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    Please use this identifier to cite or link to this item: http://tkuir.lib.tku.edu.tw:8080/dspace/handle/987654321/104817

    Title: Buddhist compassion and the protection of the environment
    Other Titles: 佛教慈悲與環境保護
    Authors: 楊思芸;Yang, Szu-yun
    Contributors: 淡江大學英文學系博士班
    楊銘塗;Yang, Ming-tu
    Keywords: 慈悲;佛教宇宙觀;大我;器世界;環境;土地倫理;生態烏托邦;compassion;bhajana-loka;cosmology of Buddhism;Six Realms of Rebirth;Six paramitas;Self;Big Self;land ethics;food chain;ecotopia;Environment;bardo;Bodhisattva;sentient beings;animal right;vegetarianism
    Date: 2015
    Issue Date: 2016-01-22 14:39:15 (UTC+8)
    Abstract: 本篇論文之目的在檢視佛教義理與環境保護生態議題之關聯性。本論文的「眾生」定義包括人及非人族類的平等觀,亦即,在強調非人族類的生命權之時,不排斥「人」的重要性。本論文各章節以大乘佛教之慈悲思想為軸,論述其在保護環境措施上之啟示與一些實質貢獻。






    The purpose of this dissertation is to examine Buddhist teaching in relation to the ecological issues of environmental protection, both narrowly and broadly defined. The Mahayana Buddhist concept of compassion is used as the force lying behind the five chapters. My rationale and arguments show that Buddhist compassion can motivate and bring about sound ecological practices that protect the environment.
    Chapter One discusses the cosmology of Buddhism, explaining trayo dhatavah (the Three World Levels), the Six Realms of Rebirth, and bhajana-loka (more specifically, the ideal country in the “container-world”). Chapter One also discusses the six characteristics of Buddhist cosmology: (1) the origins of living beings, (2) the role of human beings, (3) the Buddhist system of Samsara and the retribution of Karma, (4) the Buddhist doctrine of collective retribution, (5) the Buddhist belief in the power of the mind, and (6) the Buddhist view of the Big Self.
    Chapter Two discusses how Buddhism cultivates common people to be Bodhisattva-like people and examines two categories of people: the “ecokiller” and the “ecohuman.” This chapter proposes the characteristics of true eco-Buddhists, namely, avoiding of the three poisons (greed, hatred, and delusion); keeping the Five Precepts; leading a simple life; practicing and teaching nonviolence; benefitting people through kind thoughts, words, and deeds and through merit-transfer; practicing the Four All-embracing Virtues; working pro-actively and actively in the impermanent world; cultivating patience and endurance; and nurturing compassionate thoughts.
    Chapter Three critiques Callenbach’s idea of ecotopia as it appears in his novel Ecotopia: The Notebooks and Reports of William Weston. Callenbach’s version of ecotopia has some defects. Examples given here, among others, are that his version indirectly encourages brutality by permitting the hunting, killing, and eating of game; and that his version encourages sexual license, thus feeding the jealousy and hatred that such license can provoke. A consequence is that destructive forces are unleashed in the society. My counter-proposal examines three examples of ecological environment that present better, more “Buddhistic” programs for an ecotopia and environment: (1) Aldous Huxley’s “Kingdom of Pala” in his novel Island, (2) Buddhism’s description of “pure land” in the Larger Sukhavati-vyuha Sutra, and (3) the policies of the real-life country of Bhutan as described in Wander Bhutan.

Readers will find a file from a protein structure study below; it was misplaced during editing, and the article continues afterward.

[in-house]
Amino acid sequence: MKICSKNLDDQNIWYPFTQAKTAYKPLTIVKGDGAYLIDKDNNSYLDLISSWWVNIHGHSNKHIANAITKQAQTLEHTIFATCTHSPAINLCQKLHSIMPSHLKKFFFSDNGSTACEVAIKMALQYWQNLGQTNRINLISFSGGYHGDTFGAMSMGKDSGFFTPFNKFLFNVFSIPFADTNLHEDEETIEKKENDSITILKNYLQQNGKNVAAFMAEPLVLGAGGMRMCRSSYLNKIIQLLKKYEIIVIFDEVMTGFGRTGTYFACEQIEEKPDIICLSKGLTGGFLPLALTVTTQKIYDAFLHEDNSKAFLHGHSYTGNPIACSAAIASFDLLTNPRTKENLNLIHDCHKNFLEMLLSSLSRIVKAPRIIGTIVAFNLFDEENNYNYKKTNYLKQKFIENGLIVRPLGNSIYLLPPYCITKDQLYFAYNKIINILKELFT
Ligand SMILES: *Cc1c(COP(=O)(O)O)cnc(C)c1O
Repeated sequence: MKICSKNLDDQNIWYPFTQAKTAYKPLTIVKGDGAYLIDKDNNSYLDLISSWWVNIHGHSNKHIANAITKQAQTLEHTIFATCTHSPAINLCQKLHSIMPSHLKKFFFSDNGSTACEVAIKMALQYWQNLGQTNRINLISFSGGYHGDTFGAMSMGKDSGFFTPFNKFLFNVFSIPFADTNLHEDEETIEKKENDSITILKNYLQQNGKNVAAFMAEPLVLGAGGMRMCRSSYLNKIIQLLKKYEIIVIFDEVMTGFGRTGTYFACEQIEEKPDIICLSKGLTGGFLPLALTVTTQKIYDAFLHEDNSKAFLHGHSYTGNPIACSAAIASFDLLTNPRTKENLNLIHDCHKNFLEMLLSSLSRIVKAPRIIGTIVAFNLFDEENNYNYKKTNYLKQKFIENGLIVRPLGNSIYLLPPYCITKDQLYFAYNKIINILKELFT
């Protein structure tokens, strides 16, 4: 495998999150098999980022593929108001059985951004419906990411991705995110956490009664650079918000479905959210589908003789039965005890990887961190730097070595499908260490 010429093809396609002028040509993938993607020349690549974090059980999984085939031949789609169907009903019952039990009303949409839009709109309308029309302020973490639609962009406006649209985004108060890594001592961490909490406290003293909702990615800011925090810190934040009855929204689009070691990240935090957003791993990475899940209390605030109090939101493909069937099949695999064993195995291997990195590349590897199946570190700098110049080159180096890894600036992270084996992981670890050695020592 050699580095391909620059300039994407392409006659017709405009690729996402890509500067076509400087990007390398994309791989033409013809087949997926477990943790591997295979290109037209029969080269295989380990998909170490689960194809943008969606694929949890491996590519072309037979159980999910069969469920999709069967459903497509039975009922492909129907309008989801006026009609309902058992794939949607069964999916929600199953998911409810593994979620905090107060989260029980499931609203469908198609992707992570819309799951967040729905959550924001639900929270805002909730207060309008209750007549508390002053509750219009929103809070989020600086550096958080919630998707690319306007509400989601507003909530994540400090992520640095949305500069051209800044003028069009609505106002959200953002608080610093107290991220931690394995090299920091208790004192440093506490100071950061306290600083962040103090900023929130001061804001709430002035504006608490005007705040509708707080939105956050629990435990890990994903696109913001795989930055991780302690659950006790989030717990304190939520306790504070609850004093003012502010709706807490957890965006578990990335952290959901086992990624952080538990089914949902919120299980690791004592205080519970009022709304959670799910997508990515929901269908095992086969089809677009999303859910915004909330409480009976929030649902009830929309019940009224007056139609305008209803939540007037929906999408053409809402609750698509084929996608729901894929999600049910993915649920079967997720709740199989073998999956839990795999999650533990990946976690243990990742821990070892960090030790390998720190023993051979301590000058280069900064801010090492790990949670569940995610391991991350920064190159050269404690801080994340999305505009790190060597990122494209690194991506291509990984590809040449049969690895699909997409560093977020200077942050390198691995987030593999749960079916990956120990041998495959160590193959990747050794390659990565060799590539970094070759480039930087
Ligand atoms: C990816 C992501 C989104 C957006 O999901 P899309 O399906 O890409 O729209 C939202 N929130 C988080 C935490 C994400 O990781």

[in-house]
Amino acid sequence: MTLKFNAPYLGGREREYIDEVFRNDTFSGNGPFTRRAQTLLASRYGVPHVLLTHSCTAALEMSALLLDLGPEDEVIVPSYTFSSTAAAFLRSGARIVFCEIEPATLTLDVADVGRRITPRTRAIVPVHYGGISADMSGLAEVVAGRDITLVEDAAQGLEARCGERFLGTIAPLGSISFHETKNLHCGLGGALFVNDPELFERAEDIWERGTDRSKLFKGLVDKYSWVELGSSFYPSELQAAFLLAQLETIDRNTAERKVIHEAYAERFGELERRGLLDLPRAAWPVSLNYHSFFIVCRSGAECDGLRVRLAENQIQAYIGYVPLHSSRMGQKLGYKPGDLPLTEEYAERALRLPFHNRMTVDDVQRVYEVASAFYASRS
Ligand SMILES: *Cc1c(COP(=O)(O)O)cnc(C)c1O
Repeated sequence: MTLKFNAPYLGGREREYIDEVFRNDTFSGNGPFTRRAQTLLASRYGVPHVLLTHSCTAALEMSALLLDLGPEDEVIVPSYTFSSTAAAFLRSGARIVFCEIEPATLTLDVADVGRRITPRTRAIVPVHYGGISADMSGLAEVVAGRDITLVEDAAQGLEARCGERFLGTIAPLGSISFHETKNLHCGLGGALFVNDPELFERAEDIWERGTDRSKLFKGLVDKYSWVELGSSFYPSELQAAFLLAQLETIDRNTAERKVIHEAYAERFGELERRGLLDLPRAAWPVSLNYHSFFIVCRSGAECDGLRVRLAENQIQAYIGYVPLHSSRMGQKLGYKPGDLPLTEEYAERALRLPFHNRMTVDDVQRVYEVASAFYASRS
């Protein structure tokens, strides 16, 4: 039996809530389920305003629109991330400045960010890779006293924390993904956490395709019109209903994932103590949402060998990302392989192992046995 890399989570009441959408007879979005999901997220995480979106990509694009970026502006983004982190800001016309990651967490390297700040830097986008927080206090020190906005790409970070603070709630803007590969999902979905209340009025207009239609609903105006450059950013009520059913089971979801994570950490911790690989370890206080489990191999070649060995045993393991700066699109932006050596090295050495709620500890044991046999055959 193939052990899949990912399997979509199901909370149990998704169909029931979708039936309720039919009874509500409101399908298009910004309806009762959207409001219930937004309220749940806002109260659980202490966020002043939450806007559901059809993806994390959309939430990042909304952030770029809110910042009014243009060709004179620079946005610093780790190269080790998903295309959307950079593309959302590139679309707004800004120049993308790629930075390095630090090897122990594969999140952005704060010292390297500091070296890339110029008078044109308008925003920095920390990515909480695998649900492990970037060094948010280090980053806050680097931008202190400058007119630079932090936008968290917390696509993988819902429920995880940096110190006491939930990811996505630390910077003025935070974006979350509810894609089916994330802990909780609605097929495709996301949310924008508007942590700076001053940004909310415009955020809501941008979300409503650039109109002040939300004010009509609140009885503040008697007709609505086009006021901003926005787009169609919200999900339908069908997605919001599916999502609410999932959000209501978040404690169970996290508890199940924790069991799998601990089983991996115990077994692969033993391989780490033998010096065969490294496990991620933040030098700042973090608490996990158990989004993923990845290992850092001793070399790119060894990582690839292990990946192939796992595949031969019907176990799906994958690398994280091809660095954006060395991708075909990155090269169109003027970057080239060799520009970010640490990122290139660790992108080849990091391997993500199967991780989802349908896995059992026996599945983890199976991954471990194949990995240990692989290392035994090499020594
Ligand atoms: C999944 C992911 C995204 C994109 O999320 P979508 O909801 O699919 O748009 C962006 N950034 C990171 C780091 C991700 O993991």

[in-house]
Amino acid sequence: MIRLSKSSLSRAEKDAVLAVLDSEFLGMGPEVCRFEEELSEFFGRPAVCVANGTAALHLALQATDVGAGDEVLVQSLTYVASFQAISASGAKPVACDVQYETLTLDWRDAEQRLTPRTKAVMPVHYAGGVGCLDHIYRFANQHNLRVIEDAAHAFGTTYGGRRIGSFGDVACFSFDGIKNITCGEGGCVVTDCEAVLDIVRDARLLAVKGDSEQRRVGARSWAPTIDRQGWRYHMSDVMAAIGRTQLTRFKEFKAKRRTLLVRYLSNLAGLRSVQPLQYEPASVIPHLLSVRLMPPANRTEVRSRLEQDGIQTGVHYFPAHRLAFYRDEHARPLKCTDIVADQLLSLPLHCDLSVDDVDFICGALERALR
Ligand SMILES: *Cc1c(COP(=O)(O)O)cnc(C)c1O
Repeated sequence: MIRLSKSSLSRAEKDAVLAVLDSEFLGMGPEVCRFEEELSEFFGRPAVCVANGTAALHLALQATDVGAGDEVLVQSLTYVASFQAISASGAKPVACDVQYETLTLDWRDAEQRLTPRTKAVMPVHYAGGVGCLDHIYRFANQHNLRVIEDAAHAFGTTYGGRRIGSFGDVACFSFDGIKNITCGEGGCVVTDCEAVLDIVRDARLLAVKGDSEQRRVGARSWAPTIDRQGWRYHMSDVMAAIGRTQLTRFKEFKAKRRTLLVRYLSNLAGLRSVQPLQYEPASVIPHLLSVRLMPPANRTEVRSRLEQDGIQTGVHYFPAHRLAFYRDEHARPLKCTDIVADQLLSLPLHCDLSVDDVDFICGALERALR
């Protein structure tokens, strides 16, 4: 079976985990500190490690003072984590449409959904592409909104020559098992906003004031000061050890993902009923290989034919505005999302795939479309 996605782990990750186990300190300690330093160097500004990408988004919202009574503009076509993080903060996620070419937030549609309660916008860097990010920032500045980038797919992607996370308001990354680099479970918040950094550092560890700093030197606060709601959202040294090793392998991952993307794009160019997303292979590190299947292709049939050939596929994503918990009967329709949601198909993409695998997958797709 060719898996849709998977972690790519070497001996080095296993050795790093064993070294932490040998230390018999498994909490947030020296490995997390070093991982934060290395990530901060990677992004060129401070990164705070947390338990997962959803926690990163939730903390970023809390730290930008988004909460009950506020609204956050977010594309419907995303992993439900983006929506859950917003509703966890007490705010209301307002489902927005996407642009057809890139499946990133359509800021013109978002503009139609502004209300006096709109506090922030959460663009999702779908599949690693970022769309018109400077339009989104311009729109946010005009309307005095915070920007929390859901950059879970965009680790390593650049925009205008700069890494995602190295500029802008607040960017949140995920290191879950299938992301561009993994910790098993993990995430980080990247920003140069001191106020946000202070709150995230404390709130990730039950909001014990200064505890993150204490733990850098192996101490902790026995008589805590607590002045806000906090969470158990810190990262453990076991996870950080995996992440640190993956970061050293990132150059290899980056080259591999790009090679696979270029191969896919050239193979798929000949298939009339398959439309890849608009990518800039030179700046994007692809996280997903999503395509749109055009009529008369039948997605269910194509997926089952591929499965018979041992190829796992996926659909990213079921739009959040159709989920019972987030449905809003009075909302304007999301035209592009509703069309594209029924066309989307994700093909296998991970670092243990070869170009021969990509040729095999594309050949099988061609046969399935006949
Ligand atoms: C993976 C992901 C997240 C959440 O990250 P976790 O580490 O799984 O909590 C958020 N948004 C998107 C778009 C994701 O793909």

Chapter Four discusses the protection of wildlife in an ideal but concrete country that belongs to Buddhist cosmology’s “container-world.” Such a world practices (1) the Buddhist precept of not killing, (2) the act of the life-release rite (“liberation of animals”), and (3) vegetarianism. Associated with “not-killing” is “not-stealing,” since—for example—animal infants are often stolen from their parents to be killed: such an act also violates the more general norm, “Do not take what is not given.” In the case of vegetarianism, in the Lankavatara Sutra, the Buddha supplies five reasons for strict adherence to vegetarianism, and they are explained here. Chapter Four also provides examples of various measures taken to protect animals and plants; and it supplies examples of such social engagement undertaken by contemporary Buddhists.
    Chapter Five first describes the perfect country as laid-out in the Flower Adornment Sutra. Then the chapter discusses several ways of “living well,” including: (1) the “simple life” as described by the Buddha (here the Buddhist dhutaga-niddesa is used as an inspiration); (2) dissolution of belief in the inherent “self”; (3) the severing of attachments; and (4) cultivation of the mind in accordance with the Heart Sutra (and via the Eightfold Path, the Ten Wholesome Deeds, the Three Ways of Stopping Outflows, etc.). Lastly, the chapter explains in detail the “art of caring for the dying,” and the “art of dying well.”
    This dissertation brings together various Buddhist themes that together show humanity how to exercise universal compassion, thus healing the environment in the narrow and even the broader sense.
    Appears in Collections:[英文學系暨研究所] 學位論文

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